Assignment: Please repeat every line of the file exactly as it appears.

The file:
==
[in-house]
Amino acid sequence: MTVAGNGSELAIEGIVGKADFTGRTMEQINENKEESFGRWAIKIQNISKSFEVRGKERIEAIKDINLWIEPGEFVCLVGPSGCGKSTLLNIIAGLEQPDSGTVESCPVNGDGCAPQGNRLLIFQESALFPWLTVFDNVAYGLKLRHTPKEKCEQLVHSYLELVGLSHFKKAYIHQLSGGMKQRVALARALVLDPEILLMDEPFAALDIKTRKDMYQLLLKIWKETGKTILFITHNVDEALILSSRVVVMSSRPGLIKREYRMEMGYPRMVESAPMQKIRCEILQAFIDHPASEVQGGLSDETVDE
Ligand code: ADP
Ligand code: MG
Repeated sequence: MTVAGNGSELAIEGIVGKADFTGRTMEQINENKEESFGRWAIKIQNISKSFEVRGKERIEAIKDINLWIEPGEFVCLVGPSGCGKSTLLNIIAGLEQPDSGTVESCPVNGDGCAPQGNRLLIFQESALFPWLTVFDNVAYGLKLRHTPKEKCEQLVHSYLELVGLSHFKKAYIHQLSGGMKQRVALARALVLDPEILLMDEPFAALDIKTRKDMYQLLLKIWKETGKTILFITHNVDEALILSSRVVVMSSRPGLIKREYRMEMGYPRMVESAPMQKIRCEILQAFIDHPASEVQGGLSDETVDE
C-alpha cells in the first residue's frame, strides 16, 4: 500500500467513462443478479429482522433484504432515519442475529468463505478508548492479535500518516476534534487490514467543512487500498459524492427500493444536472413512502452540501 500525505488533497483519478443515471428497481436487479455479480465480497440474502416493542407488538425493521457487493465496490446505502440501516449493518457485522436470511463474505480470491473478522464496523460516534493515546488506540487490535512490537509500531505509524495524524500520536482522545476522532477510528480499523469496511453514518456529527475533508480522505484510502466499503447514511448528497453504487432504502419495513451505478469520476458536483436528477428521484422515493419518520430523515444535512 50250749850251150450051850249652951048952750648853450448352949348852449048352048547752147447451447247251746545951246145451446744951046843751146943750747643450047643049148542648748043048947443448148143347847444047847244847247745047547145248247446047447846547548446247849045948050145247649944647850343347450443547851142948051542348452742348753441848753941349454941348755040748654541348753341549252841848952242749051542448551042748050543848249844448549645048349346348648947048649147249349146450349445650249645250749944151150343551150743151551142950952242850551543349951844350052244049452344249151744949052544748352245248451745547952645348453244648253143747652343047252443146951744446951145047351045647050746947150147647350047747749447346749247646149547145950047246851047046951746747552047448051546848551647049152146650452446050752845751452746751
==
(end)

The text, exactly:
[in-house]
Amino acid sequence: MTVAGNGSELAIEGIVGKADFTGRTMEQINENKEESFGRWAIKIQNISKSFEVRGKERIEAIKDINLWIEPGEFVCLVGPSGCGKSTLLNIIAGLEQPDSGTVESCPVNGDGCAPQGNRLLIFQESALFPWLTVFDNVAYGLKLRHTPKEKCEQLVHSYLELVGLSHFKKAYIHQLSGGMKQRVALARALVLDPEILLMDEPFAALDIKTRKDMYQLLLKIWKETGKTILFITHNVDEALILSSRVVVMSSRPGLIKREYRMEMGYPRMVESAPMQKIRCEILQAFIDHPASEVQGGLSDETVDE
Ligand code: ADP
Ligand code: MG
Repeated sequence: MTVAGNGSELAIEGIVGKADFTGRTMEQINENKEESFGRWAIKIQNISKSFEVRGKERIEAIKDINLWIEPGEFVCLVGPSGCGKSTLLNIIAGLEQPDSGTVESCPVNGDGCAPQGNRLLIFQESALFPWLTVFDNVAYGLKLRHTPKEKCEQLVHSYLELVGLSHFKKAYIHQLSGGMKQRVALARALVLDPEILLMDEPFAALDIKTRKDMYQLLLKIWKETGKTILFITHNVDEALILSSRVVVMSSRPGLIKREYRMEMGYPRMVESAPMQKIRCEILQAFIDHPASEVQGGLSDETVDE
C-alpha cells in the first residue's frame, strides 16, 4: 500500500467513462443478479429482522433484504432515519442475529468463505478508548492479535500518516476534534487490514467543512487500498459524492427500493444536472413512502452540501 500525505488533497483519478443515471428497481436487479455479480465480497440474502416493542407488538425493521457487493465496490446505502440501516449493518457485522436470511463474505480470491473478522464496523460516534493515546488506540487490535512490537509500531505509524495524524500520536482522545476522532477510528480499523469496511453514518456529527475533508480522505484510502466499503447514511448528497453504487432504502419495513451505478469520476458536483436528477428521484422515493419518520430523515444535512 50250749850251150450051850249652951048952750648853450448352949348852449048352048547752147447451447247251746545951246145451446744951046843751146943750747643450047643049148542648748043048947443448148143347847444047847244847247745047547145248247446047447846547548446247849045948050145247649944647850343347450443547851142948051542348452742348753441848753941349454941348755040748654541348753341549252841848952242749051542448551042748050543848249844448549645048349346348648947048649147249349146450349445650249645250749944151150343551150743151551142950952242850551543349951844350052244049452344249151744949052544748352245248451745547952645348453244648253143747652343047252443146951744446951145047351045647050746947150147647350047747749447346749247646149547145950047246851047046951746747552047448051546848551647049152146650452446050752845751452746751